Investigators probe Sea Launch rocket anomaly
BY SPACEFLIGHT NOW
Posted: July 5, 2004
The Russian space company Energia and an independent board are investigating last week's early engine shutdown during a commercial Sea Launch rocket flight that left an Asian communications satellite 9,000 miles short of its planned orbit.
The rocket was launched from the Odyssey platform floating in the equatorial Pacific Ocean at 0359 GMT June 29 carrying the Telstar 18 spacecraft for operator Loral.
The first stage fired for two-and-a-half minutes before separating as the second stage ignited for its multi-minute burn. About nine minutes after liftoff, the spent second stage was jettisoned from Block DM-SL upper stage.
The Russian-made upper stage motor ignited for the first of two firings during the launch, achieving a temporary parking orbit around Earth. The stage and attached satellite payload then coasted through space for about 36 minutes before the stage's single-engine was re-started for what was supposed to be a six-minute burn to place Telstar 18 into its intended orbit stretching from 22,237 miles at its highest point, or apogee, to 472 miles at the lowest point, or perigee.
But that critical boost to geosynchronous transfer orbit suffered a problem, causing the Block DM-SL stage to shut down nearly a minute early. The result was Telstar 18 being deployed into an orbit with a high point of only 13,425 miles about an hour after liftoff.
"The Sea Launch team is gathering and reviewing Telstar 18 mission data to understand the sequence of events that led to a premature shutdown of the Sea Launch Zenit-3SL upper stage during that mission," the international consortium said in a statement.
"Based on preliminary flight data, all Sea Launch system flight parameters were nominal except that the upper stage of the launch vehicle shut down about 54 seconds prematurely, following the second of two planned burns of the upper stage."
What triggered the malfunction is being probed.
"The cause of the rocket's upper stage premature shutdown is under investigation by an Energia-appointed commission. Sea Launch will also form an independent review board to evaluate all findings and confirm that any corrective actions associated with the upper stage performance on the Telstar 18 mission are complete, satisfactory and verified."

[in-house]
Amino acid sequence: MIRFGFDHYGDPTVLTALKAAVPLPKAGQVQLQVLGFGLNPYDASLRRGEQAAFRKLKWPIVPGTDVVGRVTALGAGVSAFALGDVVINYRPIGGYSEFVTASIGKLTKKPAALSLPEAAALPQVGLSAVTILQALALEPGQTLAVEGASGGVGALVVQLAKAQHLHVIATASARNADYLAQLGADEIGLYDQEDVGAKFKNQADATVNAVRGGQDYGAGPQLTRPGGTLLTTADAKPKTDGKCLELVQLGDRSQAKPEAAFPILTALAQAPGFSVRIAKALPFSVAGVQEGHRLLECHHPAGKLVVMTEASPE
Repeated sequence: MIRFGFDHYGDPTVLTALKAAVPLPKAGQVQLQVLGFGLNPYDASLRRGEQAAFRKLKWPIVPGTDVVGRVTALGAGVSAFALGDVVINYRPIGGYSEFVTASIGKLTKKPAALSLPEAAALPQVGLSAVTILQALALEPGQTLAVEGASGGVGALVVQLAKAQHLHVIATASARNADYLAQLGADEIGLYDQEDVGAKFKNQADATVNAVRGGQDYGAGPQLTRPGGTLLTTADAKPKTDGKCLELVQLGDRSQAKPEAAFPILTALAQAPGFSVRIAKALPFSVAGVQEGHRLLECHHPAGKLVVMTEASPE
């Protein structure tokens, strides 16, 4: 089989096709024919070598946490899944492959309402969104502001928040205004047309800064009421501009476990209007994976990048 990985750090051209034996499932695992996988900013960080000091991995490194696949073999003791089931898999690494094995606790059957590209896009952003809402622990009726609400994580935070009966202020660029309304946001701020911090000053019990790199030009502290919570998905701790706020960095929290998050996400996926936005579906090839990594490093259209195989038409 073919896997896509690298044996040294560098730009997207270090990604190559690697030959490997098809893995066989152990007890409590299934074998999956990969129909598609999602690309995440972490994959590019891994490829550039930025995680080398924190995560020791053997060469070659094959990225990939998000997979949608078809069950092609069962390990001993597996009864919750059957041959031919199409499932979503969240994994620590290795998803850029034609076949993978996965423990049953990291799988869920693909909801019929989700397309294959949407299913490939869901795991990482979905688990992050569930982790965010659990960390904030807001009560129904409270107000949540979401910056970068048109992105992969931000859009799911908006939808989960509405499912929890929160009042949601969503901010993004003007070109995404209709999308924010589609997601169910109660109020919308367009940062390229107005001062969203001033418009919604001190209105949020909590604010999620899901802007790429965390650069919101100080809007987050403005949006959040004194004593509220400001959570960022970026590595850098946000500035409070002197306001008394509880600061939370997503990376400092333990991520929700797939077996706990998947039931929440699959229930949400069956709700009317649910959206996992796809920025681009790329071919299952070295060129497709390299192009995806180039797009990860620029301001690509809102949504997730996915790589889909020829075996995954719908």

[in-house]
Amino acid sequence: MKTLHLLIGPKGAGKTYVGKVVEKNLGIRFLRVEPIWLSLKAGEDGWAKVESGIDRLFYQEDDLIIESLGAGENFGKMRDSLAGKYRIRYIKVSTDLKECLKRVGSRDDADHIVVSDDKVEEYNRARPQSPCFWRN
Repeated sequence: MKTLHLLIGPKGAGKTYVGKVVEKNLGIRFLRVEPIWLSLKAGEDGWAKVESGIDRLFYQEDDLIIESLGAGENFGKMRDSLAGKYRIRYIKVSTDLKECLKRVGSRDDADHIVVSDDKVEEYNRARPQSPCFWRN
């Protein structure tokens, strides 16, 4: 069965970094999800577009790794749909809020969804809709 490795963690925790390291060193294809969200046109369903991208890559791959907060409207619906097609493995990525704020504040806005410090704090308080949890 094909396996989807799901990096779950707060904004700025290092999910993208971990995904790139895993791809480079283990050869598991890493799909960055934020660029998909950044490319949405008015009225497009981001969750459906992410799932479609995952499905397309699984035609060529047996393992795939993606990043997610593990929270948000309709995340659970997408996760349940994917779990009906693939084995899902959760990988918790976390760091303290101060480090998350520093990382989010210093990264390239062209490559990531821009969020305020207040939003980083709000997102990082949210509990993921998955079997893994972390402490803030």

Controllers established contact with Telstar 18, which was reported to be operating properly. The satellite was already scheduled to use its own onboard engine to circularize its altitude at 22,300 miles above the planet in geostationary orbit. Loral says the craft has enough fuel to compensate for the launch vehicle's shortfall without impacting Telstar 18's life expectancy.
"Loral Space & Communications has re-planned the mission and, if successful, the satellite has sufficient onboard fuel to bring it to its final orbital position and meet or exceed its 13-year specified life," the Sea Launch statement said.
Sea Launch, which has performed three missions so far this year, says it hopes to conduct two additional flights by the end of 2004.
"At this point in time, Sea Launch is optimistic it will conclude the board's investigation and complete two more launches this year, as originally planned.
"Sea Launch remains highly confident in the robust capability of the Zenit-3SL system, including the upper stage. This component remains one of the premiere upper stages in the industry, with an overall success rate of approximately 97 percent."
Telstar 18 is designed to provide television, Internet services and other telecommunications across the Asia-Pacific region.
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